Because I was one of the first people to disagree with SCHEV, by default, I ended up spearheading the effort for the Virginia yoga studios. As the result of a tremendous amount of support from yoga studios, teachers, and students from all over the state, there was a petition drive and two letter writing campaigns. Delegate David Bulova and Senator Mark Herring introduced bills in Virginia’s House and Senate that redefined vocation, and as we go to press, the bills are awaiting final votes in the General Assembly.

At the beginning, as I was coordinating the effort by contacting and organizing studios around the state, I knew what everyone was doing and had a basic expectation of what the next step would be.

Most of us, when given the choice of being in control or out of control, would choose to be in control. The helplessness that comes from being out of control can be quite scary or depressing. However, with control comes responsibility. For me, this created an obligation to the other Virginia yoga studios.

As the bills were written and introduced in Richmond, the legislative process took over and though my input was requested and accepted, my influence was limited from that time forward. At one point we ran into a problem with the House bill, and there was nothing the yoga studios could do to move it along. I was discouraged that we had come so far only to have our effort grind to a halt, but there was also a sense of relief that I had done everything I could, and my obligation was lifted. Fortunately, Delegate Bulova worked with SCHEV and other delegates to get the bill moving again.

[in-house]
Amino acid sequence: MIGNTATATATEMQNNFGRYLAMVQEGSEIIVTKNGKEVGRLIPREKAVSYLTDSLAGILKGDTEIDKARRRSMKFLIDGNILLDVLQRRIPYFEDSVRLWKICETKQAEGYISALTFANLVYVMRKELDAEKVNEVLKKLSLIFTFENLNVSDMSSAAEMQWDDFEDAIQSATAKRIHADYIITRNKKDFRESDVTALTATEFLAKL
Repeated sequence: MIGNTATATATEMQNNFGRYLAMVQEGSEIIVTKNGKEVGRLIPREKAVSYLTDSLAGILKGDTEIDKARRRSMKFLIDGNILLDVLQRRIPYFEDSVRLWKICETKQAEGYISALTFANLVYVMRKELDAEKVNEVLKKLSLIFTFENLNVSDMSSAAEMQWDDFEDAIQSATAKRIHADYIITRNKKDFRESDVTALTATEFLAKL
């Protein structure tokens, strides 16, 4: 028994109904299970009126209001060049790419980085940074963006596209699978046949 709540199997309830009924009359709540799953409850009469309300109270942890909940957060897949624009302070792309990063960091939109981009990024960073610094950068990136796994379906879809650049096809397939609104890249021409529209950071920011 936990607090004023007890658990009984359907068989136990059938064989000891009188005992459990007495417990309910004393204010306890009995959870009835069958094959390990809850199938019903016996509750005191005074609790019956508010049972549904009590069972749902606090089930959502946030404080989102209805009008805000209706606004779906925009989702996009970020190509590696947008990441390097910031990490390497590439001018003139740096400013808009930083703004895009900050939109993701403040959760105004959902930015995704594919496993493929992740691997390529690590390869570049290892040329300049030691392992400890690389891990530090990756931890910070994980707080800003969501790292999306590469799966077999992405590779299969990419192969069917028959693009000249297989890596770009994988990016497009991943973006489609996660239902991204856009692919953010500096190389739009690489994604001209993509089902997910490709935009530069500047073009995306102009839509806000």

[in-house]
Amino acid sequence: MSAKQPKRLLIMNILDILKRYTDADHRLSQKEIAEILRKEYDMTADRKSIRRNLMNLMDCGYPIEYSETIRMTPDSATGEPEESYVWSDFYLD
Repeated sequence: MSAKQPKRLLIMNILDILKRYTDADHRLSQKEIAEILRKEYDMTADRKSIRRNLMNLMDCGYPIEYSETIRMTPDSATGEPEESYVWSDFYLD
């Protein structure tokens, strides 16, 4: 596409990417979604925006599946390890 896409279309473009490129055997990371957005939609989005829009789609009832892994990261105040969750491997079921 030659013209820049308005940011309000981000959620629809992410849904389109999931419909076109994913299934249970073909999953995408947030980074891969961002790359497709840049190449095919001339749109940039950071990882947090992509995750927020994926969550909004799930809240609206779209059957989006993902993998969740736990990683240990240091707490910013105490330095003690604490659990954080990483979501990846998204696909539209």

There is freedom in not being in control and not being accountable for every detail. You can just flow along with the tide and let whatever happens happen. Some of the most exciting and memorable events in our lives come about when we are not in charge: a surprise gift or an unexpected adventure. If we are in total control, we would never have the joy of accomplishing something new because the result would be predetermined and there would be no excitement in reaching a goal. Sometimes it is uncertainty that makes life interesting.

There is so much in life we cannot control like Mother Nature and other peoples’ actions, but all of us must exercise some self-control for society to work. Managing our emotions and actions gives us stability and creates a feeling of safety and security. However, the line between being in and out of control can be thin, and when we control too much, we lose spontaneity and miss many of the simple joys in life.

When you are anxious, angry, or overwhelmed, are you attempting to direct something that is beyond your control? If the power to shape the result is not in your hands, you may feel a sense of peace and relief if you can recognize this, do your best, and then let go.

New Habits

A few months ago while I was washing dishes after dinner, my sink began to fill. I flicked the switch for the garbage disposal and heard the electric hum of the motor trying to start. I turned it off, and then tried again. This time it hummed and clicked off. And that was the end of it.